Thousands of homeless people have encamped on the Race Course in Kingston. With sheets, blankets and coverlets they have improvised tents to shelter under, and at nights the scene there is a pathetic one. Delicate women and mothers with their babies grouped together in front of their temporary homes look on sadly, and the more emotional, who, kneeling together in a circle work themselves up to a high pitch of religious frenzy. The big circus tent affords shelter to quite a large number whilst the Seventh Day Adventists have also a big tent which is used for the dual purposes of conducting religious services and for sheltering their flock. Indian tents pitched nearby afford shelter to the pastor and their families. Tents are badly wanted.



The offices of Messrs Corinaldi & Ashenheim Solicitors are temporarily located at Dr. Maunsell’s dispensary 45 Duke Street.


Mr. R. S. Gamble, agent for Messrs. Gillespie Bros. & Co. of New York & London, also agent for the London Assurance Corporation, has opened a temporary office at 10 & 12 Harbour Street. Parties having fire claims are requested to send them in at once.


Policy holders in the Scottish Union and National are requested to send in particulars of their policies to Messrs. Manton & Hart the local agents at 117 Harbour Street.



The Governor desires to express his profound sympathy with all persons who have lost relatives or friends by the calamity of the 14th instant.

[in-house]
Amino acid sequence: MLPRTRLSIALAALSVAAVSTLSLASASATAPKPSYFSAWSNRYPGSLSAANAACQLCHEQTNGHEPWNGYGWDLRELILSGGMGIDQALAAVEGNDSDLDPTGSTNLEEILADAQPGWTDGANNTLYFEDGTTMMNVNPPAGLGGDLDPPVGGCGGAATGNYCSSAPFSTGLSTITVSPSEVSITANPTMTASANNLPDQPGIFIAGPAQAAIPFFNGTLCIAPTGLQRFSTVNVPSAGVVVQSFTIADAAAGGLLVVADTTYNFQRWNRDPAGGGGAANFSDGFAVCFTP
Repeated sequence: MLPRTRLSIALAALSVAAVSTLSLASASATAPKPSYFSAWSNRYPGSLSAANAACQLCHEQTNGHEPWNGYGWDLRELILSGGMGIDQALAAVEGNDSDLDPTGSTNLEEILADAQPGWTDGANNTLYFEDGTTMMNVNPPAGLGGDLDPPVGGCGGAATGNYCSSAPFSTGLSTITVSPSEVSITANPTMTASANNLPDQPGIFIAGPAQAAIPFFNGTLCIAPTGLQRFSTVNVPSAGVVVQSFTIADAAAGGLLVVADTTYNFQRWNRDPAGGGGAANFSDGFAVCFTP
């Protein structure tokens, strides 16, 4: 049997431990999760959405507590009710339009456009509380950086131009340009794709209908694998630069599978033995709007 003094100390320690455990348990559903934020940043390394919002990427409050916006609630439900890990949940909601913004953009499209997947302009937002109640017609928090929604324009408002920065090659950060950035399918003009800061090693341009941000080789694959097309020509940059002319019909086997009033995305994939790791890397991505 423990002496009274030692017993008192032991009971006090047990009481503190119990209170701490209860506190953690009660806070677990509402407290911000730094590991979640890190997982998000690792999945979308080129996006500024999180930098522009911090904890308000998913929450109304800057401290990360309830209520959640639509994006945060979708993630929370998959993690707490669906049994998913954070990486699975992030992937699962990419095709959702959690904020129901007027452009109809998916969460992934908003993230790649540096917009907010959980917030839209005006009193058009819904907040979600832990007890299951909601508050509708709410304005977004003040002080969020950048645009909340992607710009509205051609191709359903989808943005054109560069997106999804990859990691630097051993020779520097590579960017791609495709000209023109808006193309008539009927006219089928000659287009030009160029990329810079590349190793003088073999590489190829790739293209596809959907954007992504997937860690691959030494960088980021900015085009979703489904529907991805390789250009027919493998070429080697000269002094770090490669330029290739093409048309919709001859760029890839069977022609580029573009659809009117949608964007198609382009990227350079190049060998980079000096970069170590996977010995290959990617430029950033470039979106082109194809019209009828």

Also for all those who have suffered in body or property by the same visitation.

He tenders his best thanks to all those who by their actions or example have devoted themselves to repairing the injuries suffered by all classes of people, and he calls upon all persons to take early action to repair the damage done.

His Excellency particularly thanks all those who by their steadiness and patience have rendered the task of the authorities easier in suppressing the fire and in keeping order.

J. A. Swettingham,


January 16, 1907



Colonial Secretary's Office,

18 January 1907.

The business of the Treasury, Government Savings Bank and Stamp Office Department is being carried on from today a the Old Mico Buildings.

By command,

H. Clarence Bourne

Colonial Secretary



Telegrams to the GLEANER from all parts of the island show that the severe shock was general.

At Black River, the Parish Church was damaged.

At Sav-la-mar everybody rushed to the streets--no damage reported.

Lucea---no damage

Church bell at Hector's River pealed of its own accord.

People of Santa Cruz fled in consternation. Court House wall cracked.

Montego Bay---considerable excitement; no damage.

Morant Bay---Court House and Episcopalian Church damaged. Three shocks felt.